Waste360 is part of the Informa Markets Division of Informa PLC

This site is operated by a business or businesses owned by Informa PLC and all copyright resides with them. Informa PLC's registered office is 5 Howick Place, London SW1P 1WG. Registered in England and Wales. Number 8860726.

Need to Know
phone Drew Angerer/Getty Images

Samsung to Begin Recycling Galaxy Note7 Smartphones

Samsung has announced that it will begin recycling the recalled Galaxy Note7 smartphones this month.

In September 2016, Samsung suspended sales of its newly released Galaxy Note7 smartphone and issued a recall after discovering a manufacturing defect in the phones’ batteries had caused the devices to overheat, resulting in dangerous fires and explosions. This recall resulted in a millions of discontinued, damaged and recalled phones to be placed in recycling bins, creating both an e-waste recycling issue and opportunity.

Shortly after that, Samsung SDI’s Chinese manufacturing facility in Tianjin, China, suffered a fire that was caused by lithium batteries inside the production workshops and some half-finished products, and Greenpeace called out Samsung for failing to produce a recycling plan for the approximately 4.3 million defective and recalled Galaxy Note7 smartphones.

Samsung responded to Greenpeace’s concerns in March, claiming that it has established three principles to ensure that Galaxy Note7’s are recycled and processed in an environmentally friendly manner. Now, Samsung is sticking with its word and has announced that it will begin recycling the recalled Galaxy Note7 smartphones this month.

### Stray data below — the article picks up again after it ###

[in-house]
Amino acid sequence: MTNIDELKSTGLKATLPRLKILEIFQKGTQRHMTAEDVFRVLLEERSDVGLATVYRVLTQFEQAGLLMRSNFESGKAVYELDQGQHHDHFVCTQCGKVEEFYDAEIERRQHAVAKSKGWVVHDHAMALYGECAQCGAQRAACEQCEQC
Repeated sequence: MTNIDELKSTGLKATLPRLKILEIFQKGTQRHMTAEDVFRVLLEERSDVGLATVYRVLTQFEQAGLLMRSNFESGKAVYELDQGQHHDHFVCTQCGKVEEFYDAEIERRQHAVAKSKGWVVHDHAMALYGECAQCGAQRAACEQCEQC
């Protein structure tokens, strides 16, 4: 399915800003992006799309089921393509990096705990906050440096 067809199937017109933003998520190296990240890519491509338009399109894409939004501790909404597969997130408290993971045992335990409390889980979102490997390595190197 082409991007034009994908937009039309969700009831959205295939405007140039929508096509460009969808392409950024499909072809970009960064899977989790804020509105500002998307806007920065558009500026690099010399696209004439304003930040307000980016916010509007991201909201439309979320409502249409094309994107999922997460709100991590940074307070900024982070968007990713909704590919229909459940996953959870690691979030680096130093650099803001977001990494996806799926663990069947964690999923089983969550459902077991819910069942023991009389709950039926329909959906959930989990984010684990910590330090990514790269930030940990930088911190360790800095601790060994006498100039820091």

Recycling International has more:

Samsung Electronics has declared its upcoming Galaxy Note FE device is designed to minimises waste of resources – especially rare earth metals – by incorporating parts from unopened Galaxy Note 7 phones. This includes components such as OLED display modules, memory semiconductors, and camera modules.

Meanwhile, the substantial share of recovered metals and parts sourced from used handhelds will be recycled starting this month.

Read the full story here.

Hide comments


  • Allowed HTML tags: <em> <strong> <blockquote> <br> <p>

Plain text

  • No HTML tags allowed.
  • Web page addresses and e-mail addresses turn into links automatically.
  • Lines and paragraphs break automatically.